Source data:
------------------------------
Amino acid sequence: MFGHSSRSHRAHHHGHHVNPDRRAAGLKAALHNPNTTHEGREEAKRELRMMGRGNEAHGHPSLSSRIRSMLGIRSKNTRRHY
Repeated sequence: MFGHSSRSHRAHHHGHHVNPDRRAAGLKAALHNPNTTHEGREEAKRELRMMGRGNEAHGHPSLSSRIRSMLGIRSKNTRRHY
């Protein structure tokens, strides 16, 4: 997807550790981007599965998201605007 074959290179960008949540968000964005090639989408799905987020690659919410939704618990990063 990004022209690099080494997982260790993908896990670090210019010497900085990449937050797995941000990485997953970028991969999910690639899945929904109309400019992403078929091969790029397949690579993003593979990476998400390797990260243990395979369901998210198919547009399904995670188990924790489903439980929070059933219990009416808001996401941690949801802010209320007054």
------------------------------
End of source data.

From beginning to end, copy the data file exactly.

Amino acid sequence: MFGHSSRSHRAHHHGHHVNPDRRAAGLKAALHNPNTTHEGREEAKRELRMMGRGNEAHGHPSLSSRIRSMLGIRSKNTRRHY
Repeated sequence: MFGHSSRSHRAHHHGHHVNPDRRAAGLKAALHNPNTTHEGREEAKRELRMMGRGNEAHGHPSLSSRIRSMLGIRSKNTRRHY
């Protein structure tokens, strides 16, 4: 997807550790981007599965998201605007 074959290179960008949540968000964005090639989408799905987020690659919410939704618990990063 990004022209690099080494997982260790993908896990670090210019010497900085990449937050797995941000990485997953970028991969999910690639899945929904109309400019992403078929091969790029397949690579993003593979990476998400390797990260243990395979369901998210198919547009399904995670188990924790489903439980929070059933219990009416808001996401941690949801802010209320007054």